I don’t hate men, by the way. It could seem that I do, but no, I don’t. I don’t hate anyone except for people who are against my own betterment and who actually hates me for my black womanhood. I won’t apologize for that. Maybe that’s the true reason behind this post. Men have come into my life and before I was woke with eyes wide open, I was a women who apologized for everything. I apologized for my sexual partners, for the number of them, too. I apologized for “putting myself in the position” to get molested and sexually assaulted. I apologized for being too emotional “just as women are”. I even apologized for my depression and a disease that later occurred in my life and cannot be cured.
I used to feel a remorse of sorts when I would be happy in my skin and happy to show my breasts in a damn good bra. I used to apologize for liking the attention. At some point in my life I even apologized for liking sex so much I wanted to talk about it. I used to even apologize on my own behalf for not enjoying sex when it wasn’t particularly enjoyable to begin with. I apologized for my body as if it were not my own. I would say sorry for what my body used to do on it’s own and for what my body couldn’t do and wasn’t ever going to do.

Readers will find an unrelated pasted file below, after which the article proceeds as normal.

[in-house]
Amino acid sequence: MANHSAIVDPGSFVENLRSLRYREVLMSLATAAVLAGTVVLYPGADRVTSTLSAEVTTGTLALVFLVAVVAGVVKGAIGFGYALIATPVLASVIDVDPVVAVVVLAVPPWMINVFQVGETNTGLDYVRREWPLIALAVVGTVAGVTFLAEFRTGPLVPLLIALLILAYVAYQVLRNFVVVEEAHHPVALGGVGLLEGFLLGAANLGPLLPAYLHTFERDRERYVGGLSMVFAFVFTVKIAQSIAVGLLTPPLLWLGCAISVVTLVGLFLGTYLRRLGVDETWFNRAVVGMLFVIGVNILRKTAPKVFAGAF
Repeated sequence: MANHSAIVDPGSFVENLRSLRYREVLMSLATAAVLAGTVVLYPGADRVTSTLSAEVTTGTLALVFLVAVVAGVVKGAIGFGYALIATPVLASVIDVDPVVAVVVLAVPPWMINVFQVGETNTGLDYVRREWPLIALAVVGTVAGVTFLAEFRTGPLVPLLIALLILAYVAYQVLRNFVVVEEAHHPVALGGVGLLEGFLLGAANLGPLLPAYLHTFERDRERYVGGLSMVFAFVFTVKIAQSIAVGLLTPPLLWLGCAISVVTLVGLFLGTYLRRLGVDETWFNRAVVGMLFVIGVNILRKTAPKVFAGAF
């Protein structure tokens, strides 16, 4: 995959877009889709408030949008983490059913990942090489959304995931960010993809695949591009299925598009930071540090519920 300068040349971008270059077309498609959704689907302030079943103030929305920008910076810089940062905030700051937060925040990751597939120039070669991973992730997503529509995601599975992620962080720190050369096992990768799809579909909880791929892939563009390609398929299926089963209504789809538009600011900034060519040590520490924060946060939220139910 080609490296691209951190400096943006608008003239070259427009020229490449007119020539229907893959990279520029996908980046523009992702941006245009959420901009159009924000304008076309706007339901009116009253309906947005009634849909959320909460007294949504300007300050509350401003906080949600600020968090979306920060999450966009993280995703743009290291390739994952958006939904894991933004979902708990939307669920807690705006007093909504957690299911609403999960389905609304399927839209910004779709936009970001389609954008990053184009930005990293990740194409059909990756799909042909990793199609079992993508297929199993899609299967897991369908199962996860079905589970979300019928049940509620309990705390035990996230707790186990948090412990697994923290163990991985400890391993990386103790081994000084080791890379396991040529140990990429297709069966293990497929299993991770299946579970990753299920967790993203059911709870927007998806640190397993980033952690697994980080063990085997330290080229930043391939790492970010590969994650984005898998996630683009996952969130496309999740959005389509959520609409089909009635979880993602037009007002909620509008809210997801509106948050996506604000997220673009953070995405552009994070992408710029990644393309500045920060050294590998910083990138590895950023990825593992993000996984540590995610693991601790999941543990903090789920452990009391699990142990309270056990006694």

I used to apologize for loving too much. I have even opened my mouth to apologize for not loving someone in return. I have apologized for my womanhood so many time. I’ve given apologies for the things that make me happy to be a woman and a proud woman at that. In essence, I would be guilty of my joy of being a strong and now proud black woman.
I would even apologize for men manipulating me into thinking that I was the problem, that my mental competence wasn’t enough to be with them when it was never me at all. I’ve said sorry for my meltdowns, for when a crisis came into my life and only I could fix it. I would say sorry for crying, then soon I’d say it for even talking about it to someone who said they cared.
I have apologized for being like my mother even when I have never even resembled her in my actions.
Even now I feel the need to apologize for attacking almost every man in my life, except I won’t. I will never.